Microsoft bringing Windows 10 S Mode to All Editions, Switching Out Of...

Microsoft bringing Windows 10 S Mode to All Editions, Switching Out Of It Will Be Free


Microsoft confirms Windows 10’s S mode is coming, can be switched for free

Joe Belfiore, Microsoft Corporate Vice President, has officially confirmed on Twitter that Windows 10 in S Mode will be rolled out to all editions of Windows 10 next year. “Next year 10 S will be a ‘mode’ of existing versions, not a distinct version,” says Belfiore.

The new S mode will restrict any copy of Windows 10 and only run certain apps from the Microsoft Store. It will continue to work the same way as the dedicated Windows “10 S” OS was developed to do.

“We hope this new approach will simplify and make it possible for more customers to start using Windows in S mode: a familiar, productive Windows experience that is streamlined for security and performance across all our editions.”

In a detailed blog post, Microsoft explained that the separation between 10 and 10 S would be removed, and that Windows 10 S wouldn’t continue in its current form of a separate version of the OS. Windows “10 S” – the latest version of its flagship OS – was released in mid-2017 with an aim to provide a Windows experience that delivers predictable performance and quality through Microsoft-verified apps via the Microsoft Store.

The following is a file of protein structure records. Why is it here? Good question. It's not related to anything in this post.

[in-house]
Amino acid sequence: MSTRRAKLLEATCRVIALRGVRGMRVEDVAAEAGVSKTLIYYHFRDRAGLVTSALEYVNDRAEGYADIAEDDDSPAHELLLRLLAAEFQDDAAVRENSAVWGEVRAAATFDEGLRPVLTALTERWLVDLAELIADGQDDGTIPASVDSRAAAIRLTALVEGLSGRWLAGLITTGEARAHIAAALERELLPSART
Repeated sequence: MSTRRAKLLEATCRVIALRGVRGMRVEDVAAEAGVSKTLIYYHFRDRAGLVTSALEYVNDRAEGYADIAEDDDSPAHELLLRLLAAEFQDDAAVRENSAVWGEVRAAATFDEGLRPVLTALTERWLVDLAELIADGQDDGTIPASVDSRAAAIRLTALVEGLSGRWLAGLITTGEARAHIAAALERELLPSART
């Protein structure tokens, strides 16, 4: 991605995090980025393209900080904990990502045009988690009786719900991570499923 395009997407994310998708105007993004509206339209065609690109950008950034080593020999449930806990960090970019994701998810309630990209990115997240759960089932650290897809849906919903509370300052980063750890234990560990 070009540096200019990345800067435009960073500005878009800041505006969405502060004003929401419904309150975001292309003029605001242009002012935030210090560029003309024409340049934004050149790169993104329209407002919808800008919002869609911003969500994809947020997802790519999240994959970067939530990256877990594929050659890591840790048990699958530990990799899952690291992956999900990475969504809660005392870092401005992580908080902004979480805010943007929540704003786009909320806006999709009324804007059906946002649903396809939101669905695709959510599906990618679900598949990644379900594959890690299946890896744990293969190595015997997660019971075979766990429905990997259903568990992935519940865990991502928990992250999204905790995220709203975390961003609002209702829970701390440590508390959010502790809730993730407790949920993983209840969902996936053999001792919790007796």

The next big feature update to Windows 10 is likely to be the Redstone 4 update around April. Microsoft is contemplating a new “S Mode” for Windows 10 Home, Enterprise, and Pro versions of the OS.

Belfiore said, “We are simplifying the experience for our customers. Starting with the next update to Windows 10, coming soon, customers can choose to buy a new Windows 10 Home or Windows 10 Pro PC with ‘S’ mode enabled and commercial customers will be able to deploy Windows 10 Enterprise with ‘S’ mode enabled.”

The switch to any version of Windows 10 out of S Mode will be free of cost. “If a customer does want to switch out of it, they will be able to do so at no charge, regardless of edition,” the blog post added.

Source: Windows Blogs, Inquirer